presents the bounty to Allison. (Tony Martin Collection)

In 1966, Donnie Allison was leading the Speedway Inc. association points until an accident temporarily put him out of action. The group raced four or five nights a week in the south and more than one declined NASCAR rides to stay closer to home and make more money on the supermodified circuit. The tradition of having Birmingham’s best behind the wheel, was continued just last year when Dave Mader III wheeled the Ardis Special in Gulf Coast TBARA competition.

During the supermodified days, Ardis fielded a CAE sprinter while his current sprint car is a J&J. CAE was a mainstay of supermodified equipment on the Speedway Inc. circuit. Johnny is in the process of restoring the famed car for its display at the National Sprint Car Hall of Fame. In eight attempts at the Little 500, Johnny’s son Michael had the best finish in comparison to the more experienced chauffeurs his dad had behind the wheel. Michael had some late-model experience in the only fender car that his dad campaigned. This was in 1991.

Ardis Racing began in 1947 when Johnny’s dad fielded his first race car. Johnny and brother Jimmy bought a coupe that was formerly owned by their dad a couple of years later and Johnny has been in the open wheel racing business until the present time. The man goes against the grain in stock car country. His list of over fifty drivers is composed of champion drivers from a diverse genre of racing, including those who have become nationally famous on two wheels.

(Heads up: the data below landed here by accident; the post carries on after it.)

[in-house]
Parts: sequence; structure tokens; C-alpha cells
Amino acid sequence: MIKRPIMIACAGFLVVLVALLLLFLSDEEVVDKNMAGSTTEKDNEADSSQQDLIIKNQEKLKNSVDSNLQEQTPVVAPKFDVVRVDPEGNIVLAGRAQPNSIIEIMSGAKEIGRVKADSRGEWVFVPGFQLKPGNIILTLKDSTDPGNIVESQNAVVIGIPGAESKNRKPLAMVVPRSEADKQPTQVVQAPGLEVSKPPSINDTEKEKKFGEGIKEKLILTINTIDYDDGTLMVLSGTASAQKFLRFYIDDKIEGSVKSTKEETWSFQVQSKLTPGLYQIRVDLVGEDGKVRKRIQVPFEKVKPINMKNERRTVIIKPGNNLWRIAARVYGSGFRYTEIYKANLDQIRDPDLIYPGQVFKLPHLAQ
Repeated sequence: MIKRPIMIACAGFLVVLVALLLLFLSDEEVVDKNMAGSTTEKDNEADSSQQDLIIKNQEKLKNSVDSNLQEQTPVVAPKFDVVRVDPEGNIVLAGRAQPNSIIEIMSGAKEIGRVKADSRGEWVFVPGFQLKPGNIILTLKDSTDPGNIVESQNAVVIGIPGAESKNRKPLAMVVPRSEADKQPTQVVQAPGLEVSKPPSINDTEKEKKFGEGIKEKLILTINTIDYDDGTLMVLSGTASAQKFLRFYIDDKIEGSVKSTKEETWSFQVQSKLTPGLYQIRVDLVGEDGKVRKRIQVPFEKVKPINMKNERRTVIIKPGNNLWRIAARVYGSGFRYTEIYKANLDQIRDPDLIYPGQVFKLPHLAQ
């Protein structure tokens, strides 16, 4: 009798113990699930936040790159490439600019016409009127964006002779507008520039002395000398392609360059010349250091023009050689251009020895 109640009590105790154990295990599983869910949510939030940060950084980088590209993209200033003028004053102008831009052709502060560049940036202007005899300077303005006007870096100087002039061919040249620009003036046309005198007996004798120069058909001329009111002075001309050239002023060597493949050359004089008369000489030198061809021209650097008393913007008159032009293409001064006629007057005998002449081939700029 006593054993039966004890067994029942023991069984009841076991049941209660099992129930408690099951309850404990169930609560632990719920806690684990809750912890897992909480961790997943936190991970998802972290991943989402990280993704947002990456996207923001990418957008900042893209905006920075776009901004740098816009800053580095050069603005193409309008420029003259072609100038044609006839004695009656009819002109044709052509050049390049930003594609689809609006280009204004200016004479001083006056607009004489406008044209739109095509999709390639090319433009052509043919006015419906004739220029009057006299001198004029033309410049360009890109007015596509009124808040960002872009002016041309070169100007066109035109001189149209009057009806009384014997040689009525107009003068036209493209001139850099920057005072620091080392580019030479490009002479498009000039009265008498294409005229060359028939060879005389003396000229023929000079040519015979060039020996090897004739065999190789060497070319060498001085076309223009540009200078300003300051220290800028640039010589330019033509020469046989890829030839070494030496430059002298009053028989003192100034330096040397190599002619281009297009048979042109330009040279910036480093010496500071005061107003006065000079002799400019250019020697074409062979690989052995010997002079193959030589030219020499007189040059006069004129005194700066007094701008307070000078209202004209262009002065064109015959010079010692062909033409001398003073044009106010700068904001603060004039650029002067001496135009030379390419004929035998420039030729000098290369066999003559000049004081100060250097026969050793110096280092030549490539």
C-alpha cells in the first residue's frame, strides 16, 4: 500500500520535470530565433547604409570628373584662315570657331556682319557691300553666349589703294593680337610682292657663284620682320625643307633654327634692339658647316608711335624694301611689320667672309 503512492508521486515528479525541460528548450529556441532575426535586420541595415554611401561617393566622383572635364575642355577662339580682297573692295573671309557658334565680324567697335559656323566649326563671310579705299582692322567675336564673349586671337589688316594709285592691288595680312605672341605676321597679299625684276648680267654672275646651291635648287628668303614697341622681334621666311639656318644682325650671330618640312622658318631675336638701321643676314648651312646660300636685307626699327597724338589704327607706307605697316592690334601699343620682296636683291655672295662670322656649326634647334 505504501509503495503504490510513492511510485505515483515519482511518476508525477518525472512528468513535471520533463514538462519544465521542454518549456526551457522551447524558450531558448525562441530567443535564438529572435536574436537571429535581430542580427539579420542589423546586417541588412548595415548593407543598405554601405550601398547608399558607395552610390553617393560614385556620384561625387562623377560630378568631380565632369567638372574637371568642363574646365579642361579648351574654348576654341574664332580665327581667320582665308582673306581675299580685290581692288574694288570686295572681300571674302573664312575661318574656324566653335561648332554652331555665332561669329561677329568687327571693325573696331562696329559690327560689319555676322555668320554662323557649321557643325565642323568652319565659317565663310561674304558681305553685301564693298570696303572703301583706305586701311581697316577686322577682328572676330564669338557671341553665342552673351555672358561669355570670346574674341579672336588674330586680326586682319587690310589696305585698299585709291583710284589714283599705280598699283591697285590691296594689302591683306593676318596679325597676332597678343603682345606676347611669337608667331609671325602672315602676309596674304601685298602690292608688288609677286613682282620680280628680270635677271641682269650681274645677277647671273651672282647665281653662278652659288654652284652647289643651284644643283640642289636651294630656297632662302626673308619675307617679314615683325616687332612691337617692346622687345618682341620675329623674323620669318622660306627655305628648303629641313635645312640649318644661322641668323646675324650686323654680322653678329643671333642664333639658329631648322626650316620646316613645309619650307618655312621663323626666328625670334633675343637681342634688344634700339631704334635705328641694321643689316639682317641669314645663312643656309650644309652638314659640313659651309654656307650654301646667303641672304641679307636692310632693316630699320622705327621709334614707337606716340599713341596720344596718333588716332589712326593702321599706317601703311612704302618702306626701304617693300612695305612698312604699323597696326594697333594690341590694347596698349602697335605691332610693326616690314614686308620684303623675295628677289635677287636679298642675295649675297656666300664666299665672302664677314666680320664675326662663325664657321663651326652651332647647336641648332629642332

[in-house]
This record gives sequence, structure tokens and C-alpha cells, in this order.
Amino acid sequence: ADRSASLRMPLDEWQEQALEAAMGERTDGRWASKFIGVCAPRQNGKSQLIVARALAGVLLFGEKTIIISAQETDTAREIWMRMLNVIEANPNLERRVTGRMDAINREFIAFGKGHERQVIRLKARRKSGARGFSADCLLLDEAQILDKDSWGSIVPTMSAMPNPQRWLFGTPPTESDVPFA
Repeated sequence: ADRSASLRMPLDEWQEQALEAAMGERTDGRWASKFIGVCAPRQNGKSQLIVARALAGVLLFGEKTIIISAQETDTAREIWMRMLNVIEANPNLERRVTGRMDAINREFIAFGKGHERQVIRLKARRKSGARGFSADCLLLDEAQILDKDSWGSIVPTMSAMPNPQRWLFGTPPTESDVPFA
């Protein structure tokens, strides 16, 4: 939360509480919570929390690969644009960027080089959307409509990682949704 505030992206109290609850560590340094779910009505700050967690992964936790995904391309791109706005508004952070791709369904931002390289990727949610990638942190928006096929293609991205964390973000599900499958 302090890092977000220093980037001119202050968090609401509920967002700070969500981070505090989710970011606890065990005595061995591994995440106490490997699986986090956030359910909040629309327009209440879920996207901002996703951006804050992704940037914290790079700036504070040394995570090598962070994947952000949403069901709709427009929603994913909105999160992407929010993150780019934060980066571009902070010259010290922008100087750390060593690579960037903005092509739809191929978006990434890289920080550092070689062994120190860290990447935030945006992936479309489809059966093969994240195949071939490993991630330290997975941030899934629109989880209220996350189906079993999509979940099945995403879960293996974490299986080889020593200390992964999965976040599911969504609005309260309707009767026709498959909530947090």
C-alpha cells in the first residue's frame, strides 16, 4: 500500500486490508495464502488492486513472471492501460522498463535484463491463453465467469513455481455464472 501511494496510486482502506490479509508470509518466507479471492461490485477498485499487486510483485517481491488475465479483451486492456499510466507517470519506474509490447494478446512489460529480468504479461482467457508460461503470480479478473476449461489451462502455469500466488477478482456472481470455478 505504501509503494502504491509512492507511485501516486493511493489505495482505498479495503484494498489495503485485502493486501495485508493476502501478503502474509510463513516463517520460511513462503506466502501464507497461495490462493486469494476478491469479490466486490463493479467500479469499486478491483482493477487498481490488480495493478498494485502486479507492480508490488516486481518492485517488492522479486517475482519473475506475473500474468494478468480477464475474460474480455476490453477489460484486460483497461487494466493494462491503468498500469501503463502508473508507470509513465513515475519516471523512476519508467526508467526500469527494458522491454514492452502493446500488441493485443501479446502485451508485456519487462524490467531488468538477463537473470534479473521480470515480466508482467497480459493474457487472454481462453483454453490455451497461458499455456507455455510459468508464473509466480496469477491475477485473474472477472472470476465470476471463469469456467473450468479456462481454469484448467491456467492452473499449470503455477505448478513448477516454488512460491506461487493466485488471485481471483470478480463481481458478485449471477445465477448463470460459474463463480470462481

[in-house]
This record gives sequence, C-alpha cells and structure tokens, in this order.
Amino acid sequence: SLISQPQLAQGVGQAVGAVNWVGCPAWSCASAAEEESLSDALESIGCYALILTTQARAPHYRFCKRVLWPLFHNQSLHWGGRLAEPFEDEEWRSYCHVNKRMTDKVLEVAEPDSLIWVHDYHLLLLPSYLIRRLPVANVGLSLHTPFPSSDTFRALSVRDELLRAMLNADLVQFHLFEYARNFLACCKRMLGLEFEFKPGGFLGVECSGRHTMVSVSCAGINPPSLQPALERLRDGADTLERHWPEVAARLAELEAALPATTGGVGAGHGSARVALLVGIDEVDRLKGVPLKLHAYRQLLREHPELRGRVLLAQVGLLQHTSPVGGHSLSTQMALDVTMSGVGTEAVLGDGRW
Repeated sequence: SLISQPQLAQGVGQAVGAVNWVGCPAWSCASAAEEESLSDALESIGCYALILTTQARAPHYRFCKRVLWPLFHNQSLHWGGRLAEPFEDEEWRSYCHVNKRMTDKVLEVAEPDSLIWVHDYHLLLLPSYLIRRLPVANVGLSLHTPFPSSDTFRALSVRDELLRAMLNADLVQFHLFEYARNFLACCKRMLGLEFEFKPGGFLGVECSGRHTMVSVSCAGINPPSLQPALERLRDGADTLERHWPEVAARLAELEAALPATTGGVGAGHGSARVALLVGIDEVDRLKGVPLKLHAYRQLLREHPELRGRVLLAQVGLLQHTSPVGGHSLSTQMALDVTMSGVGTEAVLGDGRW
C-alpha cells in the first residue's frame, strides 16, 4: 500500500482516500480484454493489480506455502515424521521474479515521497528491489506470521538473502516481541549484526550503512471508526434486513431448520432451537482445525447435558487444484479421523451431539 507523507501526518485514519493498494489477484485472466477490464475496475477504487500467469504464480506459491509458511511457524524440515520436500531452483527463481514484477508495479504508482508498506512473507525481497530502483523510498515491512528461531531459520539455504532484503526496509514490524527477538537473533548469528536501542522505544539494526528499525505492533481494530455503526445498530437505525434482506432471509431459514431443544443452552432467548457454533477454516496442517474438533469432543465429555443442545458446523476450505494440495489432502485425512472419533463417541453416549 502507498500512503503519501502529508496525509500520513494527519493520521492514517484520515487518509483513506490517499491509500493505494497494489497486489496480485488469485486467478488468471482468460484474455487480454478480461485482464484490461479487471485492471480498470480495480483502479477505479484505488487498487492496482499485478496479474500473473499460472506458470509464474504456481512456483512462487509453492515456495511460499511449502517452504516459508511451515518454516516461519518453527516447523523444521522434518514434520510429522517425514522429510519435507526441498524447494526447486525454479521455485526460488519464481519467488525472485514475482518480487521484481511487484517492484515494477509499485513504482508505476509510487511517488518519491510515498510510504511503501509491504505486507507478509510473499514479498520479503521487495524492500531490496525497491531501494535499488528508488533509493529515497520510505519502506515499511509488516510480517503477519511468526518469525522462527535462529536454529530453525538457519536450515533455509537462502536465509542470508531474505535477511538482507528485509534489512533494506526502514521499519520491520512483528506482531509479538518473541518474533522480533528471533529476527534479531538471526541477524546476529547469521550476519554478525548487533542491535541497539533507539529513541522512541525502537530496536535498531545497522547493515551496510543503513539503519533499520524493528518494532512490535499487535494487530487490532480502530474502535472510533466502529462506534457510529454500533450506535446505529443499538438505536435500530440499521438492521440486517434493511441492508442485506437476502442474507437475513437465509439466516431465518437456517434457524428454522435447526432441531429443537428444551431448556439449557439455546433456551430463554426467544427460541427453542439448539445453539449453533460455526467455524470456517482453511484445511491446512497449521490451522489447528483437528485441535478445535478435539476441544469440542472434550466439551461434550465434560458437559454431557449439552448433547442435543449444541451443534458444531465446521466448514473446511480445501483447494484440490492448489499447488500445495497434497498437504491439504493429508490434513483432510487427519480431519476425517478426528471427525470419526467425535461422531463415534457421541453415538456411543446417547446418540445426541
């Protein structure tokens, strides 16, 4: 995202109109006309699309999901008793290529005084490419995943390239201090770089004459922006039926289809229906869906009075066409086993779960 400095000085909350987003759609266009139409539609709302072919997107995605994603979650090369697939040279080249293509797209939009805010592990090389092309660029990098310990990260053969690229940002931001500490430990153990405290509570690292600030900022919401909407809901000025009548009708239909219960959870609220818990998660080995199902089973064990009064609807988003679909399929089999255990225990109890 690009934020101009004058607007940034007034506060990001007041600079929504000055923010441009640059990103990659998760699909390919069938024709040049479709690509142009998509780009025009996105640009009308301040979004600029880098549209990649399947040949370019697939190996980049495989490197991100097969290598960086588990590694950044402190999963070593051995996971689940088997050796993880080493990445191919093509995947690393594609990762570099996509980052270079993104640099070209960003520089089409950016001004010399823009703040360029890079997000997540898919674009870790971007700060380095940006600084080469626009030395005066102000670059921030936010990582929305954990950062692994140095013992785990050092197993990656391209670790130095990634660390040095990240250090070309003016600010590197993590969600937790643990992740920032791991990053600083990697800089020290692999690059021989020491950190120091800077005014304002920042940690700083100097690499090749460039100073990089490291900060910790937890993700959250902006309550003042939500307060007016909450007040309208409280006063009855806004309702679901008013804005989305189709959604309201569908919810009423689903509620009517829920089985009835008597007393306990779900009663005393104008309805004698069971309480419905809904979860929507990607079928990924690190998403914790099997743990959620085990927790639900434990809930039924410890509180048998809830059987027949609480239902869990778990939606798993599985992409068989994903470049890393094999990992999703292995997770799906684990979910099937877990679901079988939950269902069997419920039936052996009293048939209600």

James McElreath and Jerry Mann battle in supermodified competition at Five Flags Speedway.
James McElreath and Jerry Mann, (Ardis #30), battle in supermodified competition at Five Flags Speedway. (Tony Martin Collection)

The supermodified fields in the south at the time were incredibly strong with many drivers achieving national recognition with their on-track skills Standing room only crowds were the norm and attracted such rising stars as James McElreath.  McElreath was the talented son of Indianapolis 500 veteran Jim McElreath from Texas and was well on his way to fame in USAC. McElreath looked at the Pensacola event as a stroll in the park, but the stout competition proved to make it anything but. Unfortunately McElreath would lose his life in a sprint car race at Winchester Speedway in 1977 just as he was preparing to attempt to join his father at Indianapolis.

Another southern standout, Peachstater, Jimmy Kite, who has raced at Indy and beyond, recently voiced his thanks to Ardis, who he credits with jump-starting his career. Jimmy sought out Ardis at the March Must See sprint car races in Pensacola and Mobile for advice on setting up his car.

For over sixty years, Johnny Ardis has been a stalwart in Gulf Coast racing and he continues to this day. He operates with a much tighter budget than the majority of his competition and his ability in building the cars (including engines) and setting them up for different tracks makes him a much sought out owner in deep south competition. He plans to return to the Little 500 among other things. He’s seen the sport evolve over the years and we have a lot to look forward to.